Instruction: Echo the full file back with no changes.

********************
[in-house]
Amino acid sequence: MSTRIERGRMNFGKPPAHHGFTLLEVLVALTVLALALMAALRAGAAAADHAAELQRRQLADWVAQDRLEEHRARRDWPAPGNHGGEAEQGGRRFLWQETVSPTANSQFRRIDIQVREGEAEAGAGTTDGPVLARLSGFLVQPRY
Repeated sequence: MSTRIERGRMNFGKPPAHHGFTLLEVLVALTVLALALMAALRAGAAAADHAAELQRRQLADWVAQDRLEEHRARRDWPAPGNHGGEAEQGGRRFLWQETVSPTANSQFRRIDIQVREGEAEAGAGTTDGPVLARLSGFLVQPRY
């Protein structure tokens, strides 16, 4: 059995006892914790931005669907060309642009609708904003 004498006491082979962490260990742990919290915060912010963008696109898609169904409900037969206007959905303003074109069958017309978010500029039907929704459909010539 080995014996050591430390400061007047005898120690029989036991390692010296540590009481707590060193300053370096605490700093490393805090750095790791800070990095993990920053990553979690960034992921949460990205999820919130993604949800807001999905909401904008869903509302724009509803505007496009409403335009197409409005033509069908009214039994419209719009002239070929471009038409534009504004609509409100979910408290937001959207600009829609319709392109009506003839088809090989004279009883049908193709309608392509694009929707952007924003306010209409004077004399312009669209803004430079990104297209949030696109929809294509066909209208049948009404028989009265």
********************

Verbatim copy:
[in-house]
Amino acid sequence: MSTRIERGRMNFGKPPAHHGFTLLEVLVALTVLALALMAALRAGAAAADHAAELQRRQLADWVAQDRLEEHRARRDWPAPGNHGGEAEQGGRRFLWQETVSPTANSQFRRIDIQVREGEAEAGAGTTDGPVLARLSGFLVQPRY
Repeated sequence: MSTRIERGRMNFGKPPAHHGFTLLEVLVALTVLALALMAALRAGAAAADHAAELQRRQLADWVAQDRLEEHRARRDWPAPGNHGGEAEQGGRRFLWQETVSPTANSQFRRIDIQVREGEAEAGAGTTDGPVLARLSGFLVQPRY
């Protein structure tokens, strides 16, 4: 059995006892914790931005669907060309642009609708904003 004498006491082979962490260990742990919290915060912010963008696109898609169904409900037969206007959905303003074109069958017309978010500029039907929704459909010539 080995014996050591430390400061007047005898120690029989036991390692010296540590009481707590060193300053370096605490700093490393805090750095790791800070990095993990920053990553979690960034992921949460990205999820919130993604949800807001999905909401904008869903509302724009509803505007496009409403335009197409409005033509069908009214039994419209719009002239070929471009038409534009504004609509409100979910408290937001959207600009829609319709392109009506003839088809090989004279009883049908193709309608392509694009929707952007924003306010209409004077004399312009669209803004430079990104297209949030696109929809294509066909209208049948009404028989009265």